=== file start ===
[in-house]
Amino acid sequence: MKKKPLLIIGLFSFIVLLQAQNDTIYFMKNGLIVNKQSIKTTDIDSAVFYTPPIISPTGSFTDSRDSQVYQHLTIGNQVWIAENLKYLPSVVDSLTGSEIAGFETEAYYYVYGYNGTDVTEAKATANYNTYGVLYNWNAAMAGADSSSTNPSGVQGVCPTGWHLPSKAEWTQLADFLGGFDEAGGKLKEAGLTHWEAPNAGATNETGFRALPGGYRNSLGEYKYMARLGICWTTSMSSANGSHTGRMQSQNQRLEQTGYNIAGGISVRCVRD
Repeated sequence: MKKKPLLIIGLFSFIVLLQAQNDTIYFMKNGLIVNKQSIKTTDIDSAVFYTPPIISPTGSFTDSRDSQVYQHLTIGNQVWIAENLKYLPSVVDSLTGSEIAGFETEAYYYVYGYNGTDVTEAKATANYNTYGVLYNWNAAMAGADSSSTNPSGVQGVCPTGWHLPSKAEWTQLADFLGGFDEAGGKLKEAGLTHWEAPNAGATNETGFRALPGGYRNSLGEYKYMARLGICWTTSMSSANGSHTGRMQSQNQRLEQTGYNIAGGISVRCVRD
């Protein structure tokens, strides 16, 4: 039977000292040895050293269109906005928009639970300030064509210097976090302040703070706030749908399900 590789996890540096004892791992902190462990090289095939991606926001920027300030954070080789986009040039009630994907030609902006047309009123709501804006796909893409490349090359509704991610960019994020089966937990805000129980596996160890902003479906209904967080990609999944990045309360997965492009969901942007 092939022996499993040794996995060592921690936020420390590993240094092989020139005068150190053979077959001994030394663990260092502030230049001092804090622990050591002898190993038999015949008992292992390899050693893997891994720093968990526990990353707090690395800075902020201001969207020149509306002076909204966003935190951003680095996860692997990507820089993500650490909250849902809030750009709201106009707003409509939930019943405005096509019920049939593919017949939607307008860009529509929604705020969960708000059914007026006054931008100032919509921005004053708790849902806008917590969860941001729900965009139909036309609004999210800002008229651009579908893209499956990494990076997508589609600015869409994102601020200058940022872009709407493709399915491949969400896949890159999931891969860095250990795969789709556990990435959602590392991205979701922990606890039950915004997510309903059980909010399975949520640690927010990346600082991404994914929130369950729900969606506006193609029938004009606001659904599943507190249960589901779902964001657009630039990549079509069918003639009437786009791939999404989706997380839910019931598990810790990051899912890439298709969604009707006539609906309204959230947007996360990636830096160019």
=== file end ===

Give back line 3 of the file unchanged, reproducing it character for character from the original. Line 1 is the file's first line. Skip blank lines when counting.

Repeated sequence: MKKKPLLIIGLFSFIVLLQAQNDTIYFMKNGLIVNKQSIKTTDIDSAVFYTPPIISPTGSFTDSRDSQVYQHLTIGNQVWIAENLKYLPSVVDSLTGSEIAGFETEAYYYVYGYNGTDVTEAKATANYNTYGVLYNWNAAMAGADSSSTNPSGVQGVCPTGWHLPSKAEWTQLADFLGGFDEAGGKLKEAGLTHWEAPNAGATNETGFRALPGGYRNSLGEYKYMARLGICWTTSMSSANGSHTGRMQSQNQRLEQTGYNIAGGISVRCVRD